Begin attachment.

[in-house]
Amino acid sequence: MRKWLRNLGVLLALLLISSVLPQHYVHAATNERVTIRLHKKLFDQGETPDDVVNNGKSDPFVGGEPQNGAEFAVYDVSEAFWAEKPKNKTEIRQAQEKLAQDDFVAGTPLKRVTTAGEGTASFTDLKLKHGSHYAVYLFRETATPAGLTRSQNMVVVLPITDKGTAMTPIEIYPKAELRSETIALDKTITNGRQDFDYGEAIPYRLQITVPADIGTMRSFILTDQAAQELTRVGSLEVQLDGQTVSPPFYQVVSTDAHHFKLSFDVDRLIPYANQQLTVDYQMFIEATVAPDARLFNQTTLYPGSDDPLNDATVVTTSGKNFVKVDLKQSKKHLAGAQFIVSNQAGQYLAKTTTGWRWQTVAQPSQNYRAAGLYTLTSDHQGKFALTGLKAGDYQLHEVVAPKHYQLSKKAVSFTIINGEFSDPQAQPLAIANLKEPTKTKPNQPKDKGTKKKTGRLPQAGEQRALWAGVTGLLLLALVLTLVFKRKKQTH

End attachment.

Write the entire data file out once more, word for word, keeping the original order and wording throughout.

[in-house]
Amino acid sequence: MRKWLRNLGVLLALLLISSVLPQHYVHAATNERVTIRLHKKLFDQGETPDDVVNNGKSDPFVGGEPQNGAEFAVYDVSEAFWAEKPKNKTEIRQAQEKLAQDDFVAGTPLKRVTTAGEGTASFTDLKLKHGSHYAVYLFRETATPAGLTRSQNMVVVLPITDKGTAMTPIEIYPKAELRSETIALDKTITNGRQDFDYGEAIPYRLQITVPADIGTMRSFILTDQAAQELTRVGSLEVQLDGQTVSPPFYQVVSTDAHHFKLSFDVDRLIPYANQQLTVDYQMFIEATVAPDARLFNQTTLYPGSDDPLNDATVVTTSGKNFVKVDLKQSKKHLAGAQFIVSNQAGQYLAKTTTGWRWQTVAQPSQNYRAAGLYTLTSDHQGKFALTGLKAGDYQLHEVVAPKHYQLSKKAVSFTIINGEFSDPQAQPLAIANLKEPTKTKPNQPKDKGTKKKTGRLPQAGEQRALWAGVTGLLLLALVLTLVFKRKKQTH